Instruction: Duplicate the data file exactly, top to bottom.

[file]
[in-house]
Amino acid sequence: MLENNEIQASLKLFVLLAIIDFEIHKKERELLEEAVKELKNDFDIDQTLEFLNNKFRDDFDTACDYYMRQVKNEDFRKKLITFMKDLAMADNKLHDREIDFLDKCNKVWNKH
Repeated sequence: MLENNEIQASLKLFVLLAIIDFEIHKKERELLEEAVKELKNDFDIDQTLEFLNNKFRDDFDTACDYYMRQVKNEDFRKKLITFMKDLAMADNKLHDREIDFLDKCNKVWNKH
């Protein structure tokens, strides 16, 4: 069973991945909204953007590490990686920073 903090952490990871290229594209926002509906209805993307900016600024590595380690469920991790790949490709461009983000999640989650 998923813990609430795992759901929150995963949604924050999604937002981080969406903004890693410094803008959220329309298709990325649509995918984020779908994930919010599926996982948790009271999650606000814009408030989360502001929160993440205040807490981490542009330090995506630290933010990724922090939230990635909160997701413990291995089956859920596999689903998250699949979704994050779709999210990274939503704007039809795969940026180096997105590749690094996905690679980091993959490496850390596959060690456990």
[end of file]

[in-house]
Amino acid sequence: MLENNEIQASLKLFVLLAIIDFEIHKKERELLEEAVKELKNDFDIDQTLEFLNNKFRDDFDTACDYYMRQVKNEDFRKKLITFMKDLAMADNKLHDREIDFLDKCNKVWNKH
Repeated sequence: MLENNEIQASLKLFVLLAIIDFEIHKKERELLEEAVKELKNDFDIDQTLEFLNNKFRDDFDTACDYYMRQVKNEDFRKKLITFMKDLAMADNKLHDREIDFLDKCNKVWNKH
């Protein structure tokens, strides 16, 4: 069973991945909204953007590490990686920073 903090952490990871290229594209926002509906209805993307900016600024590595380690469920991790790949490709461009983000999640989650 998923813990609430795992759901929150995963949604924050999604937002981080969406903004890693410094803008959220329309298709990325649509995918984020779908994930919010599926996982948790009271999650606000814009408030989360502001929160993440205040807490981490542009330090995506630290933010990724922090939230990635909160997701413990291995089956859920596999689903998250699949979704994050779709999210990274939503704007039809795969940026180096997105590749690094996905690679980091993959490496850390596959060690456990």